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The Same God?
By Cal Thomas
Tribune Media Services
Whatever else his critics say of him, no one can fault President Bush for
failing to go the extra mile in his efforts to show that neither he, nor the
United States, is opposed to the Islamic faith, or to Muslim nations.
Last week, the president and Mrs. Bush hosted their seventh Iftaar Dinner,
the celebration that breaks the Muslim fast during Ramadan. Immediately
after 9/11, the president visited a Washington, D.C., mosque and proclaimed
Islam a ³religion of peace.² He has frequently said that terrorists are not
real Muslims, anymore than people who proclaim to be Christian and engage in
violence are genuine Christians.
The president is the most openly evangelical Christian and faithful
churchgoer since Jimmy Carter. And the evangelical community has mostly
embraced him and twice voted for him in overwhelming numbers. But that
constituency is likely to be troubled over something the president said in
an interview with Al Arabiya television. In an official transcript released
by the White House, the president said, ³ŠI believe in an almighty God, and
I believe that all the world, whether they be Muslim, Christian, or any
other religion, prays to the same God.² Later in the interview, the
president repeated his statement: ³I believe there is a universal God. I
believe the God that the Muslim prays to is the same God that I pray to.
After all, we all came from Abraham. I believe in that universality.²
To paraphrase a remark often attributed to the late Sen. Daniel Patrick
Moynihan, everyone is entitled to his or her own faith, but everyone is not
entitled to define the central doctrines of that faith. The doctrines of
what is called Christianity not only stand in stark contrast to Islam, they
also teach something contrary to what the president says he believes.
It is one thing to try to reach out to moderate and sincerely peaceful
Muslims. It is quite another to say the claims of your own faith are of no
greater importance than the often contradictory claims of another faith. If
we all worship the same God, the president should answer the call of Iranian
President Mahmoud Ahmadinejad and Osama bin Laden, convert to Islam and no
longer be a target of their wrath. What difference would it make if we all
worship the same God?
Christian Apologetics and Research Ministry (carm.org) has created a useful
chart that shows the conflicting claims of classic Christian belief and
Muslim doctrines. It is worth studying whatever one¹s faith.
The central doctrine of the Christian faith is that God sent His Son, Jesus
Christ, to die for sinners and by repenting of sin and accepting Christ as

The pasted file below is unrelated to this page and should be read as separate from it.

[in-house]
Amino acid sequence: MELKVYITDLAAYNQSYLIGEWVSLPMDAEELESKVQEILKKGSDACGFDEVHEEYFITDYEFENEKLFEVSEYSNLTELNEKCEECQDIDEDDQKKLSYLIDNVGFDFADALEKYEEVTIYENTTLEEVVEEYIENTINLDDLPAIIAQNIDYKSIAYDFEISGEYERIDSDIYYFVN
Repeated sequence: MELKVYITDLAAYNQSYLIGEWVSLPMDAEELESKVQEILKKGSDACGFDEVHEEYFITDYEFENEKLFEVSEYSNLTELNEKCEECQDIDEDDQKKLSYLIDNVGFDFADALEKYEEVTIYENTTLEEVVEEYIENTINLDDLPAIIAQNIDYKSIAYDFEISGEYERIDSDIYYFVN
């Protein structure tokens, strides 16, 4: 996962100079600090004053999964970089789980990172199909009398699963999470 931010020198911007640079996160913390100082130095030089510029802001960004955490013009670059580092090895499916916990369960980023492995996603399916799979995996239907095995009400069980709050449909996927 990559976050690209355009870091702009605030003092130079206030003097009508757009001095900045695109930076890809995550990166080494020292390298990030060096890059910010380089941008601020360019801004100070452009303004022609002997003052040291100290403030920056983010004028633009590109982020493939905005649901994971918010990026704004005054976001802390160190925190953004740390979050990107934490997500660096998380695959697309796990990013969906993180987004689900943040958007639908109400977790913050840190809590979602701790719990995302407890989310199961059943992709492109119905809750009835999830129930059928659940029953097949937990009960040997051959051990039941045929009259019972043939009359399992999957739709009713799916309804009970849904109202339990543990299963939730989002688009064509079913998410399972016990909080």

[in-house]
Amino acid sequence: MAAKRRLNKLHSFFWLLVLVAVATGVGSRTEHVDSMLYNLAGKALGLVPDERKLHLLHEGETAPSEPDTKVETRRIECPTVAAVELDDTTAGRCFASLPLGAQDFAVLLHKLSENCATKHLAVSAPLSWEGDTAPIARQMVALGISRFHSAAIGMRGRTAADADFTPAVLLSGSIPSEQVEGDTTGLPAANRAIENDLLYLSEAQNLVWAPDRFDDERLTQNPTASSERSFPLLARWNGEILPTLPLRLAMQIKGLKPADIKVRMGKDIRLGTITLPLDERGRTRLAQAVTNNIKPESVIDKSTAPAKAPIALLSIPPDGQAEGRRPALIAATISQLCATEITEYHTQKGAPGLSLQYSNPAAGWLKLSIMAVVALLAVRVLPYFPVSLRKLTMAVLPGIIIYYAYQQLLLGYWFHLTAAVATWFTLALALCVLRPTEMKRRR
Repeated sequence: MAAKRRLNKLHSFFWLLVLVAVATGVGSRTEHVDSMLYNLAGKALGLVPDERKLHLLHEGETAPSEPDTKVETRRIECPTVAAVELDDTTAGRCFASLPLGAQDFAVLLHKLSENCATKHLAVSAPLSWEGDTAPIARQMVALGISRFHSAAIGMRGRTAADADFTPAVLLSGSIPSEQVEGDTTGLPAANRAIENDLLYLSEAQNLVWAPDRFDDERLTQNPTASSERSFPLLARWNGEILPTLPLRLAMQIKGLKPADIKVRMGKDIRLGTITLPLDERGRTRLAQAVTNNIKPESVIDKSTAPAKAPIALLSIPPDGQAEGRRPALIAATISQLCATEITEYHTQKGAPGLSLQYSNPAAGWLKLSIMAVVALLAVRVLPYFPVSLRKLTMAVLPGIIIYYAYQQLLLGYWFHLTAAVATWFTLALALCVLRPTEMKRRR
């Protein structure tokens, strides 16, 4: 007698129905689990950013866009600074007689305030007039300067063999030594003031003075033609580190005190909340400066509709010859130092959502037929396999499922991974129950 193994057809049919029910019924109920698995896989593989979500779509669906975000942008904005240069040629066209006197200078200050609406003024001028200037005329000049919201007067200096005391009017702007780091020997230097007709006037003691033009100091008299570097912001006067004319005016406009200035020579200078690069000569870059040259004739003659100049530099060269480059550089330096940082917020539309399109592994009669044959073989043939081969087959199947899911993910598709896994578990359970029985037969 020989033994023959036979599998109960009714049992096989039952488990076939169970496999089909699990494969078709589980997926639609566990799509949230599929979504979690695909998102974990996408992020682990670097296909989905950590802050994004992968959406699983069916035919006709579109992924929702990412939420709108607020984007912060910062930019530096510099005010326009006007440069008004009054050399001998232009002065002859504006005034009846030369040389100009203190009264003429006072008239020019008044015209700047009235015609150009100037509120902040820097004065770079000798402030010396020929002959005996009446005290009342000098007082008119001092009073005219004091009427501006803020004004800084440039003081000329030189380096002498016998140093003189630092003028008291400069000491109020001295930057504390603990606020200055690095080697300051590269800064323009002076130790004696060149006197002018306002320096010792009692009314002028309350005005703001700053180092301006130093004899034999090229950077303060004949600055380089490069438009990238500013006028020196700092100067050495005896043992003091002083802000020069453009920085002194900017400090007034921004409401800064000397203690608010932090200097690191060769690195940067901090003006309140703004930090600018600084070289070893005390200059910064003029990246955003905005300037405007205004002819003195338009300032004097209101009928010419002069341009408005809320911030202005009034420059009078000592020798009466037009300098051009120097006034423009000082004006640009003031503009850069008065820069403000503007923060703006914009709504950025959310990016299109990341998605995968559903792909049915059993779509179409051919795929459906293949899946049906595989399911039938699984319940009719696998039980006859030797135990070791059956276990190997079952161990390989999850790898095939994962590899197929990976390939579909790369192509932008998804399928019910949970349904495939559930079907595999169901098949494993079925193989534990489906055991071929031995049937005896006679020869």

Savior, one is ³saved² and is guaranteed a home in Heaven. Muslims do not
believe God had a son and, therefore, no atonement for sin is necessary.
Muslims believe simply telling God one is sorry and repenting of sin is
enough, if one also lives up to the five ³pillars² of Islam. Furthermore,
according to Muslims, Jesus did not die on a cross (as Christians believe);
instead, God allowed Judas to look like Jesus and it was Judas who was
Evangelical Christians believe the Bible is God¹s Word and is without error
in the original manuscripts. Muslims respect the word of the prophets, but
claim the Bible has been corrupted (mostly by Jews) and is only correct
insofar as it agrees with the Koran.
God calls himself ³I Am² and says He is one, but with three personalities.
Muslims believe God¹s name is Allah and reject the Trinity.
How can the president say that we all worship the same God when Muslims deny
the divinity of Jesus, whom the president accepts as the One through whom
all must pass for salvation? Do both political parties have the same
beliefs? Are all baseball teams equal (clearly not, because only two will go
to the World Series)?
The president can be commended for sincerely reaching out to Muslims, but he
should not be commended for watering down his beliefs and the doctrines of
his professed faith in order to do so. That¹s universalism. There are
³churches² that believe in universalism, his Methodist church does not. No
Christian who believes the Bible believes in universalism. And No Muslim who
believes the Koran does either.
President Bush is wrong ‹ dangerously wrong ‹ in proclaiming that all
religions worship the same God.
(Direct all MAIL for Cal Thomas to: Tribune Media Services, 2225 Kenmore
Ave., Suite 114, Buffalo, N.Y. 14207. Readers may also e-mail Cal Thomas at
(c) 2007 TRIBUNE MEDIA SERVICES, INC.